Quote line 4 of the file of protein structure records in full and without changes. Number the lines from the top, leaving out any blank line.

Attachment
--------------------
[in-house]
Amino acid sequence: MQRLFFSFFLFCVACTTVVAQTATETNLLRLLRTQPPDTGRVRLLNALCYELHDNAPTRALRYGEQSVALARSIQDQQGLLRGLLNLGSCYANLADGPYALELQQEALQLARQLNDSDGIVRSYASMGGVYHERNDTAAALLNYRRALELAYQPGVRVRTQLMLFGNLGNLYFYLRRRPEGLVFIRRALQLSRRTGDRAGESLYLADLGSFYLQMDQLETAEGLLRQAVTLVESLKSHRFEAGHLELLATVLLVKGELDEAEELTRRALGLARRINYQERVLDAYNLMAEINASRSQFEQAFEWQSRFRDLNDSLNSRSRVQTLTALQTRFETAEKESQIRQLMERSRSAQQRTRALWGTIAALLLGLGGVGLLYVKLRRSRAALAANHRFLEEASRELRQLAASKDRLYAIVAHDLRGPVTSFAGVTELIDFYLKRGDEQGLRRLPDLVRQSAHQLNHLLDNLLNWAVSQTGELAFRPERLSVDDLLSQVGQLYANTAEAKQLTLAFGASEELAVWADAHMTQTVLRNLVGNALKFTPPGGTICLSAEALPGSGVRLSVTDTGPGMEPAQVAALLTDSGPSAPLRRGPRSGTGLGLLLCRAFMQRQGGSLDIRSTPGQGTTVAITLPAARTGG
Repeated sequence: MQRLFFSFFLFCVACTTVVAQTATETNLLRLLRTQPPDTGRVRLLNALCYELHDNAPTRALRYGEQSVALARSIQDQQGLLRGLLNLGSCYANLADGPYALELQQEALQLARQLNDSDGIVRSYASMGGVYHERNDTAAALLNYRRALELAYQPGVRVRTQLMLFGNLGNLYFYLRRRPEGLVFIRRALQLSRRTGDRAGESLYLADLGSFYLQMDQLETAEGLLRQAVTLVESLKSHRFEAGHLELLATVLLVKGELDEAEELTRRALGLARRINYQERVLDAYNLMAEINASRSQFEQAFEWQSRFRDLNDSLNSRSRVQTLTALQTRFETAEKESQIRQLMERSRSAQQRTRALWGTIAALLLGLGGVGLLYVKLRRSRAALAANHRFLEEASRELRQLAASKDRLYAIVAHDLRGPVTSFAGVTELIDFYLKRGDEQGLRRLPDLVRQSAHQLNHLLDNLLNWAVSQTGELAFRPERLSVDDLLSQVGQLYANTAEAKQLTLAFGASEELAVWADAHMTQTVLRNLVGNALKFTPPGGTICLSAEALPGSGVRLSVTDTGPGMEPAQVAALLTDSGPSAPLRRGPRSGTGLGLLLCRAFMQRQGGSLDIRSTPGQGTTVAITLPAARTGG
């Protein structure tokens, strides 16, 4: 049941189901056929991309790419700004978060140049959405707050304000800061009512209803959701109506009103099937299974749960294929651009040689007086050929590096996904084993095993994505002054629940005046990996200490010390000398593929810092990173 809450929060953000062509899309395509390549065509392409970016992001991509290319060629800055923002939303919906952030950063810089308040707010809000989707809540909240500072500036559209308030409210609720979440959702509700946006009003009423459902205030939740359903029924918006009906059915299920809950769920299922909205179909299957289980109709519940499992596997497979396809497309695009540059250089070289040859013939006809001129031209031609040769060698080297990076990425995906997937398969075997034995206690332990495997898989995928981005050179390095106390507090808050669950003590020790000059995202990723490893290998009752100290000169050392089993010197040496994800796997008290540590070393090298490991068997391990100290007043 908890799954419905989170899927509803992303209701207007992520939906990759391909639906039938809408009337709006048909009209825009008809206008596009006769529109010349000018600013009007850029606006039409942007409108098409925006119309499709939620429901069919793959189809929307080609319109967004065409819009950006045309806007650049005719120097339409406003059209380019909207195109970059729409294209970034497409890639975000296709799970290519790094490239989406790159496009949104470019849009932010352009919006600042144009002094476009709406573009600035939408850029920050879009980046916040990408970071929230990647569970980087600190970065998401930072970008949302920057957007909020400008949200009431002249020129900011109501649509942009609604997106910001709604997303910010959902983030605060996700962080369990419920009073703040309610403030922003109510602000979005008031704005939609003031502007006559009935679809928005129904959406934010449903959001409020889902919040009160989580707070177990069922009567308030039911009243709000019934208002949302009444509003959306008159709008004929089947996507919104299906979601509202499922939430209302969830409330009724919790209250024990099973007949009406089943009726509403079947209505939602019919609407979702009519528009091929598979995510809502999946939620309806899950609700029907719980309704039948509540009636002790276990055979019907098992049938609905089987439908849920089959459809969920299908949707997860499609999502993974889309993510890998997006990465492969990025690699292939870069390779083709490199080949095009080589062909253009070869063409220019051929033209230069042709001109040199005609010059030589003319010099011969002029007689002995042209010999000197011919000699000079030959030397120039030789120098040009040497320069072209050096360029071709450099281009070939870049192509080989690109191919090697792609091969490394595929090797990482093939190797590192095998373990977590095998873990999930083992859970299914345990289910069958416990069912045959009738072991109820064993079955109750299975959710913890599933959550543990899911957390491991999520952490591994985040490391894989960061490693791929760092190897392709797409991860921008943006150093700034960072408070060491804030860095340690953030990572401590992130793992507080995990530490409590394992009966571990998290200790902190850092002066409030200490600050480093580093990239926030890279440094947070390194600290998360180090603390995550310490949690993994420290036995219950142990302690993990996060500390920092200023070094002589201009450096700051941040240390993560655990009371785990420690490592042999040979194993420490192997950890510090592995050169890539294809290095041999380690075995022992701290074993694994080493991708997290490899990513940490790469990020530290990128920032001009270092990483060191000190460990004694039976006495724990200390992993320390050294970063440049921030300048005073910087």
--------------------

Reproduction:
């Protein structure tokens, strides 16, 4: 049941189901056929991309790419700004978060140049959405707050304000800061009512209803959701109506009103099937299974749960294929651009040689007086050929590096996904084993095993994505002054629940005046990996200490010390000398593929810092990173 809450929060953000062509899309395509390549065509392409970016992001991509290319060629800055923002939303919906952030950063810089308040707010809000989707809540909240500072500036559209308030409210609720979440959702509700946006009003009423459902205030939740359903029924918006009906059915299920809950769920299922909205179909299957289980109709519940499992596997497979396809497309695009540059250089070289040859013939006809001129031209031609040769060698080297990076990425995906997937398969075997034995206690332990495997898989995928981005050179390095106390507090808050669950003590020790000059995202990723490893290998009752100290000169050392089993010197040496994800796997008290540590070393090298490991068997391990100290007043 908890799954419905989170899927509803992303209701207007992520939906990759391909639906039938809408009337709006048909009209825009008809206008596009006769529109010349000018600013009007850029606006039409942007409108098409925006119309499709939620429901069919793959189809929307080609319109967004065409819009950006045309806007650049005719120097339409406003059209380019909207195109970059729409294209970034497409890639975000296709799970290519790094490239989406790159496009949104470019849009932010352009919006600042144009002094476009709406573009600035939408850029920050879009980046916040990408970071929230990647569970980087600190970065998401930072970008949302920057957007909020400008949200009431002249020129900011109501649509942009609604997106910001709604997303910010959902983030605060996700962080369990419920009073703040309610403030922003109510602000979005008031704005939609003031502007006559009935679809928005129904959406934010449903959001409020889902919040009160989580707070177990069922009567308030039911009243709000019934208002949302009444509003959306008159709008004929089947996507919104299906979601509202499922939430209302969830409330009724919790209250024990099973007949009406089943009726509403079947209505939602019919609407979702009519528009091929598979995510809502999946939620309806899950609700029907719980309704039948509540009636002790276990055979019907098992049938609905089987439908849920089959459809969920299908949707997860499609999502993974889309993510890998997006990465492969990025690699292939870069390779083709490199080949095009080589062909253009070869063409220019051929033209230069042709001109040199005609010059030589003319010099011969002029007689002995042209010999000197011919000699000079030959030397120039030789120098040009040497320069072209050096360029071709450099281009070939870049192509080989690109191919090697792609091969490394595929090797990482093939190797590192095998373990977590095998873990999930083992859970299914345990289910069958416990069912045959009738072991109820064993079955109750299975959710913890599933959550543990899911957390491991999520952490591994985040490391894989960061490693791929760092190897392709797409991860921008943006150093700034960072408070060491804030860095340690953030990572401590992130793992507080995990530490409590394992009966571990998290200790902190850092002066409030200490600050480093580093990239926030890279440094947070390194600290998360180090603390995550310490949690993994420290036995219950142990302690993990996060500390920092200023070094002589201009450096700051941040240390993560655990009371785990420690490592042999040979194993420490192997950890510090592995050169890539294809290095041999380690075995022992701290074993694994080493991708997290490899990513940490790469990020530290990128920032001009270092990483060191000190460990004694039976006495724990200390992993320390050294970063440049921030300048005073910087």